Tuesday, November 18, 2008

Is it okay to violate OO or Relational principles when mapping objects to the database?

This seems to be a big topic in my work life lately. It was a heated topic at this last Sacramento Java User's group. I've also been criticized at work for allowing my Domain model to intrude on the Relational model or vice versa when building an application from scratch. From that point of view I would have to say guilty as charged.

My opinion is that the goal of using an ORM tool such as hibernate is to simplify the job of translating business object into the relational persistence model. In the good-old-days I used to seperate my DOAs from my "rich" domain model objects. My DAOs were essentially dumb objects that were only used to make JDBC queries. The Domain model was rich with behavior and was not directly influenced by the relational model. Of course then I had an issue of how the Domain model communicated with these DAOs. The DAOs weren't really Objects in the pure sense because I had isolated them from implementing any business behavior.

An ORM purist might argue that you could change the model above by mapping those Domain objects to the relational model. This is possible and I've worked on a number of projects that did exactly that. The difficulty there is that you have what I call the "big mapping" layer that deals with the logic of mapping these domain objects to the relational model. This quickly becomes one of the most complex pieces of the application and usually only one or two experts in that particular ORM tool have any idea of what is really going on. ORM purists might argue that this is just fine and that you business developers shouldn't need to know what is going on with the persistence layer. But in practice I have found that those experts disappear and eventually whatever developes are left standing end up inheriting this mapping layer.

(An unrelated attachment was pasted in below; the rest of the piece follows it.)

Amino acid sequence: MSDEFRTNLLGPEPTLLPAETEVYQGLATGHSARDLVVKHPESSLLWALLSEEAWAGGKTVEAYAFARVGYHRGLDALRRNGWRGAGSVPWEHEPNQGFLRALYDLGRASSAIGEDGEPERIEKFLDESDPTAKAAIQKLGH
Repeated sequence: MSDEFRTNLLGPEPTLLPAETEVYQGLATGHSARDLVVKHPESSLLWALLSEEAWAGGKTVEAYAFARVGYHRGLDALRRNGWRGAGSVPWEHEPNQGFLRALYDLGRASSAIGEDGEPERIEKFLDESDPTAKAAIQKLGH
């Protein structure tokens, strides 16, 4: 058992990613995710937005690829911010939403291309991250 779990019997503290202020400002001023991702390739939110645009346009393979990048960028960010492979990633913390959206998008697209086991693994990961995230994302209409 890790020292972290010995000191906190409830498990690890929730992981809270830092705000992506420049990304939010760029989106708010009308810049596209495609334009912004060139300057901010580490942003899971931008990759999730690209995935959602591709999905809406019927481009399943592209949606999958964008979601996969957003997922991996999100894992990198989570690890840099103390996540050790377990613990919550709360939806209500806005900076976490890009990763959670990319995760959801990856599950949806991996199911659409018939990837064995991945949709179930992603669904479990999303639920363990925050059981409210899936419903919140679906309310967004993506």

Maybe because of similar experience to mine, the current trend seems to be a "compromised" ORM approach. If you take the Grails framework as an example (I believe the same tends to hold true for Seam or JEE 5 applications using annotations), the mapping layer is quite simple and is held within the Domain objects themselves. Although capable of mapping in the same big mapping solution as before, typically a developer builds the Objects before the relational model and the relational model is generated from the Domain objects. I've found in practice that the Domain model tends to intrude on the Relational model, although the technology doesn't neccessitate this as Grails just uses hibernate under the covers and is certainly capable of using the big mapping approach.

I would argue that this compromise is the best of all worlds for most situations. I have found that you are able to achieve an intelligent and simple Domain model and an efficient, normalized relational model. In this compromised approach, you will almost certainly end up with Domain ojects that don't make a lot of business sense (such as List of Value objects) and with a Relational model that may have compromised certain normative principles to encourage simplification of the mapping. I argue that this isn't necessarily a bad thing. What you end up with is a much simpler application that everyone can wrap their heads around which, from my perspective, is the primary purpose anyway.

What do you all think?


Jim Shingler said...

Wow, I can't wait to see the comments on this one, . . . LOL.

I have some thought that I will share when I have a chance.

I think there is a pragmatic solution.

More later

iamsteveholmes said...

I can't wait to hear them. I thought the way I was doing it was pretty pragmatic but I'm always open to a better way.

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